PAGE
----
Sac River salmon in danger with drought release

Michael Coats, who runs his pubic relations business here in Sonoma, his home town, is an angler himself and also does the PR for the Golden Gate Salmon Association, the nonprofit organization representing those with an interest in preserving and protecting the salmon population of California rivers and coastal waters.

This week, Michael sent me a report which says that the U.S Fish and Wildlife Service plans to release 73,000 baby salmon from the Coleman national fish hatchery, in spite of the extreme drought and record low water in the Sacramento River. The GGSA warned the agency on Jan. 6, that such a move would likely kill many of the hatchery fish and wild baby salmon trapped in the upper Sacramento River. GGSA asked that the fish be moved to safe waters for release. The request was turned down by the Fish and Wildlife Service even though recent studies show salmon released from Coleman hatchery in similar low water conditions had very low survival.

Loss of this year’s juvenile salmon will be acutely felt in 2016, when any fish that survive this year will come back as adults. The news release also pointed out that studies during the last drought between 2007 and 2009 indicated that up to 50 percent of the fish released at Coleman hatchery were lost in the first 50 miles from the hatchery. The state-run Feather River and Mokelumne hatcheries confronting similar issues, release their fish downstream with greatly improved survival and adult returns. Coleman continues to ignore these accomplishments.

In April, the Coleman hatchery is expected to release 12 million fall-run juvenile salmon. The fall-run provides the vast majority of salmon to sport and commercial fisheries. If drought persists, the fall run will encounter similar hostile upriver conditions. Like now, the USFWS was asked to modify its release. They refused and there was evidence of a slaughter via predation most of the way down the river.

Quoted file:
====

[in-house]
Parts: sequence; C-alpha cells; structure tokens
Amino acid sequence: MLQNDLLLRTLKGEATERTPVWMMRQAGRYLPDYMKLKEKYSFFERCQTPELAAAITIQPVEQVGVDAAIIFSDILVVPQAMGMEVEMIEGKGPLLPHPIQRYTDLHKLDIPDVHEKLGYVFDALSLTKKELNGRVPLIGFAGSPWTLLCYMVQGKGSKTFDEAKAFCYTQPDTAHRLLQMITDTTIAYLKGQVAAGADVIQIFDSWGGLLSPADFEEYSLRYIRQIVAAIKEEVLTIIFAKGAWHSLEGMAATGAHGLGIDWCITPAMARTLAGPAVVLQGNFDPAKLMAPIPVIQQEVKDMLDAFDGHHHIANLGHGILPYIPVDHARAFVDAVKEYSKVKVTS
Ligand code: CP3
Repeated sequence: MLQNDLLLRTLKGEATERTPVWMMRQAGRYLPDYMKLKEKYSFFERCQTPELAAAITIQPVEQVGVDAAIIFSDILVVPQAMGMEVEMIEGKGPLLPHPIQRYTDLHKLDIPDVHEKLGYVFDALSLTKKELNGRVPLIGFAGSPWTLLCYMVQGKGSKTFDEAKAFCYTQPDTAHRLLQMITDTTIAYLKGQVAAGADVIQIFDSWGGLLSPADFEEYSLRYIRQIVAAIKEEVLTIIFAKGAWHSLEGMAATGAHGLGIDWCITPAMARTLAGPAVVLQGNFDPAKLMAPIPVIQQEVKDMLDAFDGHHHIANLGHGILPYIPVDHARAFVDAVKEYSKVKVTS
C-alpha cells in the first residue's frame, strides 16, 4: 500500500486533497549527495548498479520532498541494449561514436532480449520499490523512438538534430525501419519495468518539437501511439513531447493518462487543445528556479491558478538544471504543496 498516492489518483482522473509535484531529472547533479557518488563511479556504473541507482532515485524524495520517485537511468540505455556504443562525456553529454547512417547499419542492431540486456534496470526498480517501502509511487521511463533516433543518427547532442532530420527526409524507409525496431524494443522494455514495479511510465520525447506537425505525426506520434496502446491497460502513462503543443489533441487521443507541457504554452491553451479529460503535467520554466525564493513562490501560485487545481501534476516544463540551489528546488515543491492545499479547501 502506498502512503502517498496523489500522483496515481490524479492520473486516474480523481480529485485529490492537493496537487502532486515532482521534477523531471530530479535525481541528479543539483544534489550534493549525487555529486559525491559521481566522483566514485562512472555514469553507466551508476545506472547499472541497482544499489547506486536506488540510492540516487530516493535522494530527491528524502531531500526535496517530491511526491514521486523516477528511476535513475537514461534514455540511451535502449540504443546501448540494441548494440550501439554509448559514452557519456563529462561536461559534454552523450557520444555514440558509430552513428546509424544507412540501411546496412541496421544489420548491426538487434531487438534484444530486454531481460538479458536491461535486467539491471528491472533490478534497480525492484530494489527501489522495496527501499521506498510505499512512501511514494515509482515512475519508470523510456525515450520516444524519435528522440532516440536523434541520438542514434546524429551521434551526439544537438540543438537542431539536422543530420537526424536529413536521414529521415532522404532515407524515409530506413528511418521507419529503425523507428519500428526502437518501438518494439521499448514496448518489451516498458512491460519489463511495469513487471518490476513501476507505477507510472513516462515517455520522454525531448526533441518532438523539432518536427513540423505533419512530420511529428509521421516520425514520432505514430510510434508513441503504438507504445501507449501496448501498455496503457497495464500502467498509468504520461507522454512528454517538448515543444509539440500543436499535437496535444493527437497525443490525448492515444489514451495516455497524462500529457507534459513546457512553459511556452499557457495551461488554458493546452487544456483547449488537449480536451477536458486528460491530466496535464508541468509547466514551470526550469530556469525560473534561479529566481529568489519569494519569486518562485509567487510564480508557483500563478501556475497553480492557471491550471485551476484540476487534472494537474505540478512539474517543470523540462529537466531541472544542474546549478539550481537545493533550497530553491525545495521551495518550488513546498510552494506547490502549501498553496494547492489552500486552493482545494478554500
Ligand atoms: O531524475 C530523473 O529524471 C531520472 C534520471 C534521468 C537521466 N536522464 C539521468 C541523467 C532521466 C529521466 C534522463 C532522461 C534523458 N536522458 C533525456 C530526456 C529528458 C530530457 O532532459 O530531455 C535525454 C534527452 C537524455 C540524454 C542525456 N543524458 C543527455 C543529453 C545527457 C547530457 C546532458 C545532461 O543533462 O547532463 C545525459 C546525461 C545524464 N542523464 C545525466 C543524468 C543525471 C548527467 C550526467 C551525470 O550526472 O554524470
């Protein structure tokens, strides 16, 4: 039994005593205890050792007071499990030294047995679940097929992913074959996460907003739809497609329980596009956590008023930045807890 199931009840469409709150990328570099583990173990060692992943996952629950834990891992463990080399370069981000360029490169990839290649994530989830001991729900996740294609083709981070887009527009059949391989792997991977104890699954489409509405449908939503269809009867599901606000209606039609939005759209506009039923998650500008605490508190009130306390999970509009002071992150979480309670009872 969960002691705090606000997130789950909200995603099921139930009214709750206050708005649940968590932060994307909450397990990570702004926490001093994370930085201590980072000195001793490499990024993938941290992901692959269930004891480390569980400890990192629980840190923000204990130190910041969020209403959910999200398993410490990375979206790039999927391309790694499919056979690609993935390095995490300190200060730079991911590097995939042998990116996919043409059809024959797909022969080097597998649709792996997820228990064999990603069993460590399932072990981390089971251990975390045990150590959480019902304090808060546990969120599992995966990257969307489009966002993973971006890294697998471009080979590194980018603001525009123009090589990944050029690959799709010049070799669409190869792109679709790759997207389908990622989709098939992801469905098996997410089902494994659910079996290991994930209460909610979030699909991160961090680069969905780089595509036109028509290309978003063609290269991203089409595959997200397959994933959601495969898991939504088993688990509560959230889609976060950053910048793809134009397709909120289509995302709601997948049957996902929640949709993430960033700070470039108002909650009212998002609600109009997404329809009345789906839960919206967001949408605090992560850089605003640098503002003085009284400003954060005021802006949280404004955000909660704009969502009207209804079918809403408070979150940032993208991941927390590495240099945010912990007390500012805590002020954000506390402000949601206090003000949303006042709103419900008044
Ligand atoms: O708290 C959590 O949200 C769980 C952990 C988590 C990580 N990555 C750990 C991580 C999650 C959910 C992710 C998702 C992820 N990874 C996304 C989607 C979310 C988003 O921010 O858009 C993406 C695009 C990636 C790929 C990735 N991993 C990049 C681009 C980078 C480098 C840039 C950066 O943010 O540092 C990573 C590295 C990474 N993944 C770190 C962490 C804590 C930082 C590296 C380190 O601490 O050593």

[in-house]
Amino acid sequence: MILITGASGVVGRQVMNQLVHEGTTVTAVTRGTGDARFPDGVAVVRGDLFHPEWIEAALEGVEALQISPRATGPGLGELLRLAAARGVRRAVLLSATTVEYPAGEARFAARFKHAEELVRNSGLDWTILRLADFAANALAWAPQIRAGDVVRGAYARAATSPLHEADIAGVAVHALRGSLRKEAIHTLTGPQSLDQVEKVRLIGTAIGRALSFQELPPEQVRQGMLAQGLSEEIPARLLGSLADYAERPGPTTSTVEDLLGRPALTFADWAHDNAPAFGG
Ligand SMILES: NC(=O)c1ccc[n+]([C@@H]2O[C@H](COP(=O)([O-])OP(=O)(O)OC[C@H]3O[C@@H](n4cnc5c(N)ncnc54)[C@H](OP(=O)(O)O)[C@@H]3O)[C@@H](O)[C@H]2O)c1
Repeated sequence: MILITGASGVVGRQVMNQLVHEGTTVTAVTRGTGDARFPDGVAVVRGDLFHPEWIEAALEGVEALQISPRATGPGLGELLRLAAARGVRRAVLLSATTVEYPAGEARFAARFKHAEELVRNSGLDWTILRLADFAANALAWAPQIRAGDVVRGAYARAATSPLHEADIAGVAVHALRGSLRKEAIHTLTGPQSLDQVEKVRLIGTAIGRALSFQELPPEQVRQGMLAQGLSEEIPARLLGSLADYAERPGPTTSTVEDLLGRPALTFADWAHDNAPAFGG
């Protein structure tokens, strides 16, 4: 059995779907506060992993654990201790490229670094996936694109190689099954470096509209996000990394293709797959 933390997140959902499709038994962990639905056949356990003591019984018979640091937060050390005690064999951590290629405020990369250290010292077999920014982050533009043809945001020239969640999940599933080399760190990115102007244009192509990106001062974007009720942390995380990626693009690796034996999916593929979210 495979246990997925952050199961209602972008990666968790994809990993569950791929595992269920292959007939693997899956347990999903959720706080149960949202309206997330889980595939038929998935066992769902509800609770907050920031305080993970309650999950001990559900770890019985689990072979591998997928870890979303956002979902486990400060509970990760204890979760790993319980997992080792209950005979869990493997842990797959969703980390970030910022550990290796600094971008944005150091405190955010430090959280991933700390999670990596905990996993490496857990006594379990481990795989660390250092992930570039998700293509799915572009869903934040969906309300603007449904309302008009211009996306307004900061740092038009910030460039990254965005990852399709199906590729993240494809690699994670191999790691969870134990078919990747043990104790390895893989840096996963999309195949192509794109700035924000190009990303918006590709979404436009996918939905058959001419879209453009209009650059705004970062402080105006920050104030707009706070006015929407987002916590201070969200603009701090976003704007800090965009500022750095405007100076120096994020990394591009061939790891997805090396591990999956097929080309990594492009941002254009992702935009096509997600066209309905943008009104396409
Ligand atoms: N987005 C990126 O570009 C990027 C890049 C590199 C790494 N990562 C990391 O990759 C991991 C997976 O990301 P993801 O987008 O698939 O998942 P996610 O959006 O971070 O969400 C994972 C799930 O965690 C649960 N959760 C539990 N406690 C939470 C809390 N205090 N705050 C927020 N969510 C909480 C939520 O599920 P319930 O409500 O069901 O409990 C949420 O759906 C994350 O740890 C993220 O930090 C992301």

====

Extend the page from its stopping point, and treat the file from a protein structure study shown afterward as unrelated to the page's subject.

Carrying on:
On a more positive front, the Golden Gate Salmon Association’s first-ever Sonoma dinner is on Friday, March 14, at Ramekins. Co-host will be local vintner Sam Sebastiani. The Ramekins venue for GGSA dinner has been donated by Darius and Sarah Anderson, and the salmon preservation fund-raising event features Sam’s wines and fine food. Of course there will be silent and open auctions, and the chance to compare fish stories with all the folks we share the water with and raise funds for GGSA and its salmon restoration projects.

Tickets are $100 and available by calling 855-251-GGSA (4472) or by visiting goldengatesalmonassociation.com

Sturgeon fishing has been fair to good this week in the North Bay near the Pump House and the mouth of Sonoma Creek. Anglers are bringing in some keeper sturgeon as well as some nice striped bass.

Capt. Rick Powers, of Bodega Bay Sportfishing, is still offering “Crab and Dab” trips this month out of Bodega Bay. He takes clients out for the always-tasty sand dabs as well as dungeness crab. The fishing has been excellent so far this month with anglers catching as many sand dabs as they want, plus limits of crab. Call Rick at 875-3344 to book a trip.

The California Department of Fish and Wildlife planted rainbow trout in Santa Rosa’s Lake Ralphine this week. It is a good place to take the kids fishing.

In spite of low water trout and steelhead fishing is pretty good on the Trinity River, Sacramento River and upper Sacramento River this week.

Think rain. We really need it.